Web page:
Syrian Government Closes in on Town That Was Bombed With Sarin

Regime forces are just a few kilometers from Khan Sheikhoun, where a 2017 sarin gas attack killed dozens of Syrians

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Abdel Hamid al-Yousef holds his twin babies who were killed during a suspected chemical weapons attack in Khan Sheikhoun, Syria, April 4, 2017.
Abdel Hamid al-Yousef holds his twin babies who were killed during a suspected chemical weapons attack in Khan Sheikhoun, Syria, April 4, 2017.Credit: Alaa Alyousef/AP

Syrian government forces on Wednesday closed in on a rebel-held town in Idlib that was bombed with sarin in 2017, sources on both sides said, building on their Russian-backed gains since the collapse of a ceasefire this month.

The advance towards Khan Sheikhoun threatens to encircle the last remaining pocket of rebel-held territory in neighboring Hama province, including the towns of Morek, Kafr Zeita and Latamneh.

Russian-backed Syrian government forces seized new positions from rebels to the west of the town of Khan Sheihkoun, rebel sources and state media said. A rebel commander said the town, in opposition hands since 2014, was in "great danger."

>> Read more: With chemical attack, Syria's Assad seeks to corral rebels in urban prison | Analysis ■ Syria's Idlib: The hot potato the U.S., Russia and Turkey are fighting for | Analysis

A general view shows Khan Sheikhoun in the southern countryside of Idlib March 16, 2015.Credit: \ Khalil Ashawi/ REUTERS

Government forces were now 4 km (2.5 miles) from Khan Sheikhoun, Rami Abdulrahman, director of the Syrian Observatory for Human Rights, said.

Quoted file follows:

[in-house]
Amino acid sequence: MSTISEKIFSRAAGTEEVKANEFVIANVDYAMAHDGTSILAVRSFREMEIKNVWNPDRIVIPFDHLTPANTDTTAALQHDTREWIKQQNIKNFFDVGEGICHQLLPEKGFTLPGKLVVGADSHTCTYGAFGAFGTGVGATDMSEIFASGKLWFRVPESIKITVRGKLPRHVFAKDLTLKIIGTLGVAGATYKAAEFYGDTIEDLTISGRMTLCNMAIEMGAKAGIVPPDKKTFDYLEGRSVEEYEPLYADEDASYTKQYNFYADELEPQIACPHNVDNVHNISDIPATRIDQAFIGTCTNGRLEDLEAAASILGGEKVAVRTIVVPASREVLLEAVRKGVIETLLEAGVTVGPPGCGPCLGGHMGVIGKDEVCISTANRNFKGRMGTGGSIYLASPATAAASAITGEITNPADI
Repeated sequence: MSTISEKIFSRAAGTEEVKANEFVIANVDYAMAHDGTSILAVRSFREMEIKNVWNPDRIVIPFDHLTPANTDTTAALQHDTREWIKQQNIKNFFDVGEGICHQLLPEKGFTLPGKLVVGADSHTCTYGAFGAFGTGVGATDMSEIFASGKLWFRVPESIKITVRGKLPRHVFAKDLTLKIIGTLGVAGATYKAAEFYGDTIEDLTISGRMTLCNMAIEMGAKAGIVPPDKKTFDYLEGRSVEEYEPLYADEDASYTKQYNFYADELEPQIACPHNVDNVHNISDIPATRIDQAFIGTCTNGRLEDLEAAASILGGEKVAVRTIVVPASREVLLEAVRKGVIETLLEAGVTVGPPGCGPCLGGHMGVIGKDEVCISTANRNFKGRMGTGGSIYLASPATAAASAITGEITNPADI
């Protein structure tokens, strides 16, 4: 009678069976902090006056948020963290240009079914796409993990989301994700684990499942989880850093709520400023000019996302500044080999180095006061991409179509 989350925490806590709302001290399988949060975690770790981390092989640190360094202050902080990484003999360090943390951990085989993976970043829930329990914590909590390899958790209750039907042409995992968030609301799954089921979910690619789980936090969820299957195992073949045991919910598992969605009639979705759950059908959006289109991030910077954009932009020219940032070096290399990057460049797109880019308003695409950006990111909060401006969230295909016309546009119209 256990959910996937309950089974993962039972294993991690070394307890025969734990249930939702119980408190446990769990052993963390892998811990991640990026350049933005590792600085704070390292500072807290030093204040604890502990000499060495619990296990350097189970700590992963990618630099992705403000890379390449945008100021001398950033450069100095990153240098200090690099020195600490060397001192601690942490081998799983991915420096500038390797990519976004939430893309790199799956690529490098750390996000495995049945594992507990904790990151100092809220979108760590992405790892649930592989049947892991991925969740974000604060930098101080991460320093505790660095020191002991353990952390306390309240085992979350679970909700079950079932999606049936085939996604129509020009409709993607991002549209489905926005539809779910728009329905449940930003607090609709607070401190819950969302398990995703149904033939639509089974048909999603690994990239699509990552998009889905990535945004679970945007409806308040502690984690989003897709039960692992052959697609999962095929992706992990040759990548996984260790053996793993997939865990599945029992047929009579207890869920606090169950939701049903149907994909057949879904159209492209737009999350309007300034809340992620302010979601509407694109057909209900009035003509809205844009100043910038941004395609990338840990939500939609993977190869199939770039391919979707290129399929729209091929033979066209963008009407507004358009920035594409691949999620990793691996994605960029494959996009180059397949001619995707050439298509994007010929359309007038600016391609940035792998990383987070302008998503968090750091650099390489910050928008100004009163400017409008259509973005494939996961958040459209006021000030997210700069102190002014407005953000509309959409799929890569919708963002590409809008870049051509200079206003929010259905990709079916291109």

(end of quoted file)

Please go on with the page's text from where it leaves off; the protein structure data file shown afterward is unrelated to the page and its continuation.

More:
The sarin gas attack on Khan Sheikhoun in 2017 killed dozens of people and prompted President Donald Trump to order a missile strike against the Syrian air base from where the United States said the attack had been launched.

An investigation conducted by the United Nations and the Organisation for the Prohibition of Chemical Weapons said the Syrian government was responsible for releasing sarin on the town on April 4, 2017. Damascus denies using such weapons.

The northwestern Idlib region is part of the last major stronghold of the opposition to President Bashar al-Assad. The rebels that control it include the powerful jihadist group Tahrir al-Sham and Turkey-backed factions.

Assad's side had struggled to make any gains in the area in an offensive that got under way in late April. But since the collapse of a brief ceasefire this month, it has managed to take several significant positions, including the town of al-Habeet on Saturday.

The humanitarian adviser to the UN Special Envoy for Syria said the new surge in violence in the northwest threatened the lives of millions after more than 500 civilians were killed since late April.